Horns - didn't inspire me to read much more of his stuff.
Southern Reach trilogy, by Jeff VanderMeer, you should all go read it before Hollywood makes a shitty movie adaptation!
It's got some nice weird Lovecraft-ish stuff even, kind of.
Give the Stormlight Archive by Brandon Sanderson a try. The second book of the Kingkiller series was such rubbish I gave up on it. :(
I cannot get enough of, though to be fair, I thought Horns was the least of his works. If you have the chance to check out 'Heart-Shaped Box', give it a try. One of my favorite ghost stories ever written.
Lovecraft stuff! I'm sold
I am searching for new reading material right now (once I finish Stephen King's 'Revival'), so maybe the Stormlight Archive is for me.
I love 'The Wise Man's Fear' with an unhealthy intensity. I appreciate it's meandering sections, as it delves into the tedium and non-glorious parts that lie between the reality of legend. I was having this exact debate with someone on facebook just yesterday. Not to mention one of the 'villains' introduced in the latter part of the books is one of the coolest ideas for an antagonist I've seen.
It even inspired me to try to write my own version of Book Three. Only got 30k words into it before stopping, though...maybe I'll pick it up again someday.
Stephen King's 'Revival'
Just finished Stephen King's 'Revival'. Never has King's admiration for Lovecraft been on more obvious display; it almost feels like a love letter to H.P. Not that this is a negative; rather, it works wonderfully, a slow-burn that builds up to one the more chilling and unnerving climaxes in his bibliography.
Not to mention quotes of pure gold such as this one:
"There's no proof of these after-life destinations; no backbone of science; there is only the bald assurance, coupled with out powerful need to believe that it all makes sense. But as I stood in the back room of Peabody's and looked down at the mangled remains of my boy, who wanted to go to Disneyland much more than he wanted to go to heaven, I had a revelation. Religion is the theological equivalent of a quick-buck insurance scam, where you pay in your premium year after year, and then, when you need the benefits you paid so - pardon the pun - so religiously, you discover the company that took your money does not, in fact, exist."
Sounds Just As Turgid...
...as any other King novel I've had the misfortune to dip in briefly before realising that he is a terrible writer.
I Liked IT
and Pet Cemetery
I have a soft spot for King's good stuff, which is indeed good.
his book on writing - 'on writing' -is fucking awesome.
2nd "On Writing"
Very good book.
Reading N0S4R2 on your reccommendation, am "partway" through (spoiler: CM has now got W at B's place), and I am quite enjoying it. It's still slightly annoyingly americanish and modern-fairy-tale-ish in places, but the pace is good and some of it is pretty creepy, plus the underlying theme is intruiging. Keeps me reading for sure.
Glad To Hear The Recommendation Panned Out...
So many great setpieces in the book. If memory serves correct, you're almost at one of my favorite ones, which takes place at a gas station.
Should a book like the Necronomicon be considered on its own or as part of a larger conversation with the people it kills or drives insane?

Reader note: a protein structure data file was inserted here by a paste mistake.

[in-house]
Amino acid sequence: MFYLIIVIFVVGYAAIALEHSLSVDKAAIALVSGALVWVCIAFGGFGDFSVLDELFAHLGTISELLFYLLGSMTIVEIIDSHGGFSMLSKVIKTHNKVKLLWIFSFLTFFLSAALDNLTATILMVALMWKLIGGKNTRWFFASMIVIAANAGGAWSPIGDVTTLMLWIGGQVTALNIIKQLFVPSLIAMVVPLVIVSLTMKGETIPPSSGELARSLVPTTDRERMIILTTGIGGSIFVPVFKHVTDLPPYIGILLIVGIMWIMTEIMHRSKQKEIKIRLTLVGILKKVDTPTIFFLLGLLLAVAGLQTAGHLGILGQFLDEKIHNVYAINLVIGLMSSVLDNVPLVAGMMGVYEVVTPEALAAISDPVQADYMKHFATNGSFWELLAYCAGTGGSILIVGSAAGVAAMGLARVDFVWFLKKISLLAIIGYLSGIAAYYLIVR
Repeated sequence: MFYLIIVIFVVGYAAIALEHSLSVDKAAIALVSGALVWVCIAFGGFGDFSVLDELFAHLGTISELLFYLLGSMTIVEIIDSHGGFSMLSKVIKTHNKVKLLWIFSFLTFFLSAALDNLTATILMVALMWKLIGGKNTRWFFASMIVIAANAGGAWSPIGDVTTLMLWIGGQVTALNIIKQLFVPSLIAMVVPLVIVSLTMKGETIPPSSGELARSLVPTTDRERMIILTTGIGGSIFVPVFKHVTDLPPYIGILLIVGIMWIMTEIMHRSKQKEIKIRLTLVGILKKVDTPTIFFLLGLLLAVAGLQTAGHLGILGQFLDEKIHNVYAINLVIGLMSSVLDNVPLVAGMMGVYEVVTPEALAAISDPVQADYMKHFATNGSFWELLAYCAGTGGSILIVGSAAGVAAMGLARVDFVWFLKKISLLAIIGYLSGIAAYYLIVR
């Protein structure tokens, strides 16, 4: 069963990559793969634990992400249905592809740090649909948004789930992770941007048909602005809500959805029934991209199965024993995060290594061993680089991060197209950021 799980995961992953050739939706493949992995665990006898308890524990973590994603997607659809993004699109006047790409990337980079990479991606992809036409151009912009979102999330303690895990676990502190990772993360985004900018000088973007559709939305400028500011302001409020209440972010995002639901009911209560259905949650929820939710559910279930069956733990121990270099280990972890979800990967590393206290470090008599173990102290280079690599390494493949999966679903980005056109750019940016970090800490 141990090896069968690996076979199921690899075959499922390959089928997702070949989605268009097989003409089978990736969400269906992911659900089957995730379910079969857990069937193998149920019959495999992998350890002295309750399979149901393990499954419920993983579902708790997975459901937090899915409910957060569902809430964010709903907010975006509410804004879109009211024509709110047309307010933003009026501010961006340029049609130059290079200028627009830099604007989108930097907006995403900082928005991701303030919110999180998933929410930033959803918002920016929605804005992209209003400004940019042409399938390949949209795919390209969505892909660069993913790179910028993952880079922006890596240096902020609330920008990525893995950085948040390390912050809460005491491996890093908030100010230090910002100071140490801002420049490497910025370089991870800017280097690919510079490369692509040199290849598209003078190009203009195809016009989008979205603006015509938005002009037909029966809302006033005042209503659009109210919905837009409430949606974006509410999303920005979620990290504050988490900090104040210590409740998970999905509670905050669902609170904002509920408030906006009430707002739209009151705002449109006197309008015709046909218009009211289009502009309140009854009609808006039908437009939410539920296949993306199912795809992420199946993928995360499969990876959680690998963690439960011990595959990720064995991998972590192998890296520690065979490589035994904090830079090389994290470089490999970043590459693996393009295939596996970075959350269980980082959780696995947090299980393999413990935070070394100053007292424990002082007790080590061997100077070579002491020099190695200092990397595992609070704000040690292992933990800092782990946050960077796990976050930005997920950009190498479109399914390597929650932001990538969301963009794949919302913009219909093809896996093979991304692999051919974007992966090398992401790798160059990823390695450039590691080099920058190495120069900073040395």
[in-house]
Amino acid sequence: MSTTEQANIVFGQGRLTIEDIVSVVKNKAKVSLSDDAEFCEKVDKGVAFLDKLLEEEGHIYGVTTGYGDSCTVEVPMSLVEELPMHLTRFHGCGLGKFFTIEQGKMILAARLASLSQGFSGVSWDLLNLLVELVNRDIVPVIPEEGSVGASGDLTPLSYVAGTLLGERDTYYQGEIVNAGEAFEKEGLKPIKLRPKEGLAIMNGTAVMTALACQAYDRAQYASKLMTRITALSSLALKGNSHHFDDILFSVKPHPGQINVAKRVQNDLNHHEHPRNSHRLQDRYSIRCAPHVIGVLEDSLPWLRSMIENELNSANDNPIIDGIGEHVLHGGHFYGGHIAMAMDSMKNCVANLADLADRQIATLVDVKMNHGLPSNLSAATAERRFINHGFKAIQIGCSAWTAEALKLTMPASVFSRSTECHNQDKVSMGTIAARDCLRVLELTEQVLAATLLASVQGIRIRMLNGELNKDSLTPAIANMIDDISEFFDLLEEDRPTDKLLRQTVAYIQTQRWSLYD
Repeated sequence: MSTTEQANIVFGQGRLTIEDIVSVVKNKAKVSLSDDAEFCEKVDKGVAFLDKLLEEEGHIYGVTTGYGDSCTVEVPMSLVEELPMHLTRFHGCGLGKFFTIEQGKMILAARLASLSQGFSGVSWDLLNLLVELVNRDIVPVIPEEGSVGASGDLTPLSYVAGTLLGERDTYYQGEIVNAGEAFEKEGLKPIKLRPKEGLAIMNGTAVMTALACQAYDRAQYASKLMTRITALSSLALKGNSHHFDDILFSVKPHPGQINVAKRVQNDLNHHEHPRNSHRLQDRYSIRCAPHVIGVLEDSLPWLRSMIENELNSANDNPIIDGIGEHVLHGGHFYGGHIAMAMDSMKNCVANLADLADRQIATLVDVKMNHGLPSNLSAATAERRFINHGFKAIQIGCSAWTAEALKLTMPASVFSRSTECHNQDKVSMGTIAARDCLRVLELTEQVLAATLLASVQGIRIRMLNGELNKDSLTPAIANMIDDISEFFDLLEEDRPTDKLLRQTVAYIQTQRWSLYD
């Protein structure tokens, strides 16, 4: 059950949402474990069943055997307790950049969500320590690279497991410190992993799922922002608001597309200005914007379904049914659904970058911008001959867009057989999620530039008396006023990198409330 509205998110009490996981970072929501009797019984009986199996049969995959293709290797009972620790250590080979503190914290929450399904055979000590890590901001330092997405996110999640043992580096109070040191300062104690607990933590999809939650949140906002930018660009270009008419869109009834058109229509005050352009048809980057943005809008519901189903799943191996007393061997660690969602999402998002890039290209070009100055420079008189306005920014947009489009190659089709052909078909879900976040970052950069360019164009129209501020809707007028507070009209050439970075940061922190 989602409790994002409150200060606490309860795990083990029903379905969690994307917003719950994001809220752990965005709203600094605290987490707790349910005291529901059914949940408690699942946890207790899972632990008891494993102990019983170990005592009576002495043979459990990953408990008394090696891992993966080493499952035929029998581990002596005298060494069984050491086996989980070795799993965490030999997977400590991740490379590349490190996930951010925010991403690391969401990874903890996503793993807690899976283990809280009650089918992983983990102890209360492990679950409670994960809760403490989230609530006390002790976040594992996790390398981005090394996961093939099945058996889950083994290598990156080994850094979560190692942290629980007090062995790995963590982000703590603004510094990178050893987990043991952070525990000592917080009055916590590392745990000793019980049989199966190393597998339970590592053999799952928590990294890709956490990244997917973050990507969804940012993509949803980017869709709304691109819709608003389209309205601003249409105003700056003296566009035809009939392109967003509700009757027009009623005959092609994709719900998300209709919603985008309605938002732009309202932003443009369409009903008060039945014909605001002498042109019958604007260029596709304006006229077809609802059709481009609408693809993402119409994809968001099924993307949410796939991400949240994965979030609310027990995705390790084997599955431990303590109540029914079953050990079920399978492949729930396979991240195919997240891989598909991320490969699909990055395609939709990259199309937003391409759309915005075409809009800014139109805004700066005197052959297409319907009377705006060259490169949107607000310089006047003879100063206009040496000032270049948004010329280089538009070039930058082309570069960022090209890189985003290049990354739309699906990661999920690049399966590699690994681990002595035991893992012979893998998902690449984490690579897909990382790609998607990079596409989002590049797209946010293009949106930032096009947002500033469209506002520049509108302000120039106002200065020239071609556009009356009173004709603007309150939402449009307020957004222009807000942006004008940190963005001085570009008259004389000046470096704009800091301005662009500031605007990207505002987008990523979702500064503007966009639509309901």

For H.P. Lovecraft Lovers
Bump For Muk
maybe if this thread was more active, OTP wouldnt be behind on his book reading.
get to it guys!
We Have A Book Thread?
Narrow Road To The Deep North
...by Richard Flanagan was an amazing WW2 book based in part, on his father's stories of being a POW. You won't forget some of the passages. Best book I've read in a long time and it won the Mann Booker Prize two years ago.
I've read two others of Flanagan's: Gould's Book of Fish
which was quite surreal and The Sound of One Hand Clapping
which is a bit more feminine in appeal but still excellent.
I'm a fan of Hemingway, McCarthy and Flanagan is similar in many ways to those two. He plays with structure a lot so things are not linear at all in his books but bounce back and forth over many years.
High Fantasy Reccomendations
No wheel of time pls
Have You Ever Read The Series
The Black Company? (by Glen Cook)
I really liked that series because it set aside a lot of fantasy conventions, and it's easy to get into because the books are actually of a sane length (200-250 pages) with quick-moving plots.
Lord Dunsany's stuff is not really high fantasy and I'm sure you've read it, but damn, Dunsany is awesome, especially the early stuff like The Gods of Pegana and Time and the Gods. I would recommend to anyone to get the Penguin Classics version of Dunsany, it's got a good selection of works including the entire Gods of Pegana.
No problems here when it comes to insane page counts.
have read minimal Dunsany, will look for penguin.
thanks for suggestions!
The Lord Of The Rings
First time really reading Tolkien. Just phenomenal. I don't often re-read, but this is one I can see reading annually. Up next is the Silmarillion probably followed by the Children of Hurin.
Easily in my bottom 5% of "most likely to ever read again", if not lower. If I started fantasy reading now I doubt I would bother. Still, he sorta did okay for the genre I guess.
He Did Ok For The Genre?
He kind of founded the genre!
Yeah, people either really like or dislike his work, it seems. *shrugs*
He kind of founded the genre!
that's the joke (I think).